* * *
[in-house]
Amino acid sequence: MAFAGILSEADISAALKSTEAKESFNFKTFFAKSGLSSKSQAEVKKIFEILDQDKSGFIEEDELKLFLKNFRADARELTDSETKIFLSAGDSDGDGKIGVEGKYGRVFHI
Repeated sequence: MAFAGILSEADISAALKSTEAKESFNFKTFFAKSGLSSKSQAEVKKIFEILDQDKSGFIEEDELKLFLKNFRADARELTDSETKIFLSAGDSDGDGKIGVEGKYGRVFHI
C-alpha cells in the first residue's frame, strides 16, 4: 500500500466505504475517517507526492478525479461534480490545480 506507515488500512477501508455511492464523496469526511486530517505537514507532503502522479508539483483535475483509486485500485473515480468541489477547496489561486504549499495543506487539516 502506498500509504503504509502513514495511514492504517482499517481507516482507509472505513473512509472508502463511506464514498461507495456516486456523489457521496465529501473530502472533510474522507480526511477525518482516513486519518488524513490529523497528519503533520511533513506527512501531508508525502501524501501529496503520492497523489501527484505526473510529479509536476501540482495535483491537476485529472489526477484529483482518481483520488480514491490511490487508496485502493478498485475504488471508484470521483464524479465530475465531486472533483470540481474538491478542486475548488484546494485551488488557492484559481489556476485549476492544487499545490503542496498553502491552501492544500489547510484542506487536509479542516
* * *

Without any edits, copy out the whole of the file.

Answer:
[in-house]
Amino acid sequence: MAFAGILSEADISAALKSTEAKESFNFKTFFAKSGLSSKSQAEVKKIFEILDQDKSGFIEEDELKLFLKNFRADARELTDSETKIFLSAGDSDGDGKIGVEGKYGRVFHI
Repeated sequence: MAFAGILSEADISAALKSTEAKESFNFKTFFAKSGLSSKSQAEVKKIFEILDQDKSGFIEEDELKLFLKNFRADARELTDSETKIFLSAGDSDGDGKIGVEGKYGRVFHI
C-alpha cells in the first residue's frame, strides 16, 4: 500500500466505504475517517507526492478525479461534480490545480 506507515488500512477501508455511492464523496469526511486530517505537514507532503502522479508539483483535475483509486485500485473515480468541489477547496489561486504549499495543506487539516 502506498500509504503504509502513514495511514492504517482499517481507516482507509472505513473512509472508502463511506464514498461507495456516486456523489457521496465529501473530502472533510474522507480526511477525518482516513486519518488524513490529523497528519503533520511533513506527512501531508508525502501524501501529496503520492497523489501527484505526473510529479509536476501540482495535483491537476485529472489526477484529483482518481483520488480514491490511490487508496485502493478498485475504488471508484470521483464524479465530475465531486472533483470540481474538491478542486475548488484546494485551488488557492484559481489556476485549476492544487499545490503542496498553502491552501492544500489547510484542506487536509479542516